Ancient Caledonian pines in a winter wonderland – a treat for volunteers and staff!
Beautiful, snowy Cairngorm mountains provided a stunning backdrop for the first of four Woodland Trust Scotland volunteer gatherings of 2018. Ancient Woodland Restoration (AWR) was the theme, and the 15 volunteers attending heard from AWR project staff all about the 3 year Heritage Lottery funded project – what it has achieved, and the next steps. One of the AWR volunteers, Joanna Gilliatt, shared the findings of her fascinating research into bobbin mills and their impact upon ancient woodlands.
Attendees also heard more about what is happening across the Trust in general and with volunteering, as well as having plenty of time for networking and chatting. These gatherings are very social events!
As usual, the best bits were outdoors, and the group visited spectacular ancient Caledonian pinewood at Kinveachy Estate, where Alan Crawford and Alasdair Firth, the AWR project staff, led an incredibly informative ancient woodland habitat ID workshop. These two know so much not only about the trees and the ecology but also about the history of ancient woodlands and how they have been utilised by humans over the centuries. The group also recorded some ancient Scots pines for the Ancient Tree Inventory. there were some massive trees, including one “stonker” (technical term!), with a girth of over 5 metres!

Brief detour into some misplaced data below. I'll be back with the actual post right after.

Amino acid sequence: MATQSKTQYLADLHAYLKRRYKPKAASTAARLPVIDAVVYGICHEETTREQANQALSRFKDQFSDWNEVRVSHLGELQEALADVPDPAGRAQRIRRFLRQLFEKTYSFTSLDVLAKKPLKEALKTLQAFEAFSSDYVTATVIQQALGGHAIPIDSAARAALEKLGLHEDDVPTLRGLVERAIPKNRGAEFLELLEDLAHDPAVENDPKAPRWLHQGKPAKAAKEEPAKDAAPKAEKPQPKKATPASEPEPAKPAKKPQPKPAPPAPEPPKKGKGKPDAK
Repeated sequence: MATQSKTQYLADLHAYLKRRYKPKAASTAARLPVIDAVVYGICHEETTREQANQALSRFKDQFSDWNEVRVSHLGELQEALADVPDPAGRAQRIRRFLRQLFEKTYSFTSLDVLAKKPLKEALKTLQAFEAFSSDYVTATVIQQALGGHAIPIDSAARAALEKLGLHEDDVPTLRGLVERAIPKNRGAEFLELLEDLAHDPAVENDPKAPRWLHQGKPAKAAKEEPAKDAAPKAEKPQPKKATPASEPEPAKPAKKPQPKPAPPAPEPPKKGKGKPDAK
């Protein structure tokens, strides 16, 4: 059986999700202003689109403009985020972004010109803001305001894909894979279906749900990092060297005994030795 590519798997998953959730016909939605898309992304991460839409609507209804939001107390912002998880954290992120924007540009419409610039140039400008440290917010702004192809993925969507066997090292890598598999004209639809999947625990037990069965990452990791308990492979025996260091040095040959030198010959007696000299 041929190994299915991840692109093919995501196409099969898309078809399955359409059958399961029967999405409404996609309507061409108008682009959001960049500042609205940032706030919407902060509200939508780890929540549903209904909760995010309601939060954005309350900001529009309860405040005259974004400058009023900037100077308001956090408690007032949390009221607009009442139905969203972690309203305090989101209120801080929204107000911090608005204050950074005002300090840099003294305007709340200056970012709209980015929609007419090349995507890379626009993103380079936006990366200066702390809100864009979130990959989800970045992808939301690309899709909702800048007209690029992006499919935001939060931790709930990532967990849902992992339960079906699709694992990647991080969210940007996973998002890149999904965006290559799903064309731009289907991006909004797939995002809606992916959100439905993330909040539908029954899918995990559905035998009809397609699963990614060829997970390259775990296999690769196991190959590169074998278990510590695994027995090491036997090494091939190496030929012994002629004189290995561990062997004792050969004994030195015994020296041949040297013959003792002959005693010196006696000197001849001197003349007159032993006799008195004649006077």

On the second day the group walked several miles in stunning snow and sunshine, through Rothiemurchus Estate. Alan and Alasdair highlighted features of interest along the way that were interesting in terms of woodland management and history.
The absolute best moment was when, under a massive old pine tree, Alan read out his beautiful story, “In the Land of the Glittering Wood Moss”. Read more about these stories here. https://www.woodlandtrust.org.uk/blog/2018/01/whispering-woods/